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BMC Health Serv Res. 2018 Jan 11;18(1):19. doi: 10.1186/s12913-017-2823-x.

The relevance of clinical ethnography: reflections on 10 years of a cultural consultation service.

Author information

1
Department of Community Medicine, Primary Care and Emergency Medicine, Geneva University Hospitals, 4 rue Gabrielle-Perret-Gentil, 1211, Geneva, Switzerland. Melissa.Dominice@hcuge.ch.
2
Institute of Primary Care Medicine, Faculty of Medicine, University of Geneva, Geneva, Switzerland. Melissa.Dominice@hcuge.ch.
3
, Geneva, Switzerland.
4
Institute of social and preventive medicine, University of Lausanne, Lausanne, Switzerland.
5
Department of Community Medicine, Primary Care and Emergency Medicine, Geneva University Hospitals, 4 rue Gabrielle-Perret-Gentil, 1211, Geneva, Switzerland.
6
Institute of Primary Care Medicine, Faculty of Medicine, University of Geneva, Geneva, Switzerland.

Abstract

BACKGROUND:

Training health professionals in culturally sensitive medical interviewing has been widely promoted as a strategy for improving intercultural communication and for helping clinicians to consider patients' social and cultural contexts and improve patient outcomes. Clinical ethnography encourages clinicians to explore the patient's explanatory model of illness, recourse to traditional and alternative healing practices, healthcare expectations and social context, and to use this information to negotiate a mutually acceptable treatment plan. However, while clinical ethnographic interviewing skills can be successfully taught and learned, the "real-world" context of medical practice may impose barriers to such patient-centered interviewing. Creating opportunities for role modeling and critical reflection may help overcome some of these barriers, and contribute to improved intercultural communication in healthcare. We report and reflect on a retrospective analysis of 10 years experience with a "cultural consultation service" (CCS) whose aim is to provide direct support to clinicians who encounter intercultural difficulties and to model the usefulness of clinical ethnographic interviewing for patient care.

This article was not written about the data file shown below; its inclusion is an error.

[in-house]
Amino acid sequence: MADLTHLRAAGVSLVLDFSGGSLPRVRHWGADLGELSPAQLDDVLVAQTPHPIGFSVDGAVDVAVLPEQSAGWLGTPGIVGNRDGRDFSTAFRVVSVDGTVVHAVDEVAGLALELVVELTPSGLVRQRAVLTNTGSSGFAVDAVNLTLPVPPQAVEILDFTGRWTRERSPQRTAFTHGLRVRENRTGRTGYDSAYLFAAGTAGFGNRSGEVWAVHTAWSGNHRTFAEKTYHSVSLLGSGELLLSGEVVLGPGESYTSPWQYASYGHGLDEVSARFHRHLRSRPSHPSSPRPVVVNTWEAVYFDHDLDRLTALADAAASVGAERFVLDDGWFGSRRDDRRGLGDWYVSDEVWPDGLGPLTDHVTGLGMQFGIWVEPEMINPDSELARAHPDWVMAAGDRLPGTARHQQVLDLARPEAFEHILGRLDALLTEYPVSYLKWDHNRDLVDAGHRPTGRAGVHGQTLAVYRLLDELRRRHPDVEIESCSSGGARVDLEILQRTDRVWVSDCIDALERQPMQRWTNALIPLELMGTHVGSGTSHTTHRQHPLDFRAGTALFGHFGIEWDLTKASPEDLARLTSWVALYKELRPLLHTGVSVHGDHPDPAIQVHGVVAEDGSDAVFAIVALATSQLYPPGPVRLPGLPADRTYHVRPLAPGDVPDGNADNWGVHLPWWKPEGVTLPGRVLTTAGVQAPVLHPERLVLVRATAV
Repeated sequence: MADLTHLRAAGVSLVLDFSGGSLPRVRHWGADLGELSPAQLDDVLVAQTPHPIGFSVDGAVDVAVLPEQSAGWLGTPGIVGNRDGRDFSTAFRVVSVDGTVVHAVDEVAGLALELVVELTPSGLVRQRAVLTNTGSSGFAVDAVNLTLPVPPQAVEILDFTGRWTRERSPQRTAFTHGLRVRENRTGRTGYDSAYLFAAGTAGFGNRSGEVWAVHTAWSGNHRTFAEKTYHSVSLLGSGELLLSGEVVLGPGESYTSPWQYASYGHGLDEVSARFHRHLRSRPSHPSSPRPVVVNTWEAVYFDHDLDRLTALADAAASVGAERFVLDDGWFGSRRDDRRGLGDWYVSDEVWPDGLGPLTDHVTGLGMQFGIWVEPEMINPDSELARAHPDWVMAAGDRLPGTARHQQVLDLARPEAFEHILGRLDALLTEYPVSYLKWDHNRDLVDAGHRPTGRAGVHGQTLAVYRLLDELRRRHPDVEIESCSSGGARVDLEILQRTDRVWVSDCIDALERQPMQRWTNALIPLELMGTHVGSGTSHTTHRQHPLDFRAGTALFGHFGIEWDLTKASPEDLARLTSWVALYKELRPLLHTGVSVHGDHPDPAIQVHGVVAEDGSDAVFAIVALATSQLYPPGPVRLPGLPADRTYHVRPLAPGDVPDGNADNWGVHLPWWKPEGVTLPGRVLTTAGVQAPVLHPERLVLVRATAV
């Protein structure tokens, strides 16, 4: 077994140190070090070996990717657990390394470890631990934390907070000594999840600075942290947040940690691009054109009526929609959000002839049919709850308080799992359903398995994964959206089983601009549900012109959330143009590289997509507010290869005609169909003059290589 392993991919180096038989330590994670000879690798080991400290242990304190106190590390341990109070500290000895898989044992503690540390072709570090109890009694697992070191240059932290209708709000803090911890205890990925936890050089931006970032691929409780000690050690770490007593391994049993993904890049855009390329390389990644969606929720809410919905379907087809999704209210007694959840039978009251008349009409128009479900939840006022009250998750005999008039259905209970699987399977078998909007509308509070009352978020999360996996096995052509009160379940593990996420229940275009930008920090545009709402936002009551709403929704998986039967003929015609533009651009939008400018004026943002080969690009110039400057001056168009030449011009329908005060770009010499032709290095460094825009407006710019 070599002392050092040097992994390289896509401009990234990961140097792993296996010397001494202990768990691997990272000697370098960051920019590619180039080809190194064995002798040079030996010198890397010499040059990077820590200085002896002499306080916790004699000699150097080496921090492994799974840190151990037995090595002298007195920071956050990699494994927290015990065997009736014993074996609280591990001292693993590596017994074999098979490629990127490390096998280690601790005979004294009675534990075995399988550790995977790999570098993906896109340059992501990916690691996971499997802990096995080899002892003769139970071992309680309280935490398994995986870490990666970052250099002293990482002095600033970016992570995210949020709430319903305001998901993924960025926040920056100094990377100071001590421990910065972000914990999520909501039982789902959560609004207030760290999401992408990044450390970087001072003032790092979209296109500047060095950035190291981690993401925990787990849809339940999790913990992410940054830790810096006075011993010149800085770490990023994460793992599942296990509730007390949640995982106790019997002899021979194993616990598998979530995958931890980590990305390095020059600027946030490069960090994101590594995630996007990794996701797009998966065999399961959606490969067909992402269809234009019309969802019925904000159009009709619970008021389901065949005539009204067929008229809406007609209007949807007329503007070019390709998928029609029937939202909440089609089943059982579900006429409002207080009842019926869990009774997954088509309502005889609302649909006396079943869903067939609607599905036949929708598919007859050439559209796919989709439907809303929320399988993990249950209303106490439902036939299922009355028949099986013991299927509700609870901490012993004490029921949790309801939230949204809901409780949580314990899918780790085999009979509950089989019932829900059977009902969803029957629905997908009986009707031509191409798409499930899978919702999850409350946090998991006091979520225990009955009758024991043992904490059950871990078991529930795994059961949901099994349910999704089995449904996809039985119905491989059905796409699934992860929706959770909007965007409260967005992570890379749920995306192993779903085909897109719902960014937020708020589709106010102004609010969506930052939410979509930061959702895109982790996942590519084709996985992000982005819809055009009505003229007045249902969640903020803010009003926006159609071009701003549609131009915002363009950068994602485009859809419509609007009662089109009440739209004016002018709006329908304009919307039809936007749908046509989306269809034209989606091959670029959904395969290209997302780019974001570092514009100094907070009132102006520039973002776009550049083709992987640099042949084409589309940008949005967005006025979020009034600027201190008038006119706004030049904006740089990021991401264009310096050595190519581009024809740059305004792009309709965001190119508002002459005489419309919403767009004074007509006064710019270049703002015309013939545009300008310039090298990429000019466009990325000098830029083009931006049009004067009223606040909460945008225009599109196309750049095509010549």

METHODS:

We analyzed 236 cultural consultation requests in order to identify key patient, provider and consultation characteristics, as well as the cross cultural communication challenges that motivate health care professionals to request a cultural consultation. In addition, we interviewed 51 clinicians about their experience and satisfaction with the CCS.

RESULTS:

Requests for cultural consultations tended to involve patient care situations with complex social, cultural and medical issues. All patients had a migration background, two-thirds spoke French less than fluently. In over half the cases, patients had a high degree of social vulnerability, compromising illness management. Effective communication was hindered by language barriers and undetected or underestimated patient/provider differences in health-related knowledge and beliefs. Clinicians were highly satisfied with the CCS, and appreciated both the opportunity to observe how clinical ethnographic interviewing is done and the increased knowledge they gained of their patients' context and perspective.

CONCLUSIONS:

A cultural consultation service such as ours can contribute to institutional cultural competence by drawing attention to the challenges of caring for diverse patient populations, identifying the training needs of clinicians and gaps in resource provision, and providing hands-on experience with clinical ethnographic interviewing.

KEYWORDS:

Clinical ethnography; Cultural consultation; Cultural formulation; Intercultural communication

PMID:
29325569
PMCID:
PMC5765648
DOI:
10.1186/s12913-017-2823-x
[Indexed for MEDLINE]
Free PMC Article

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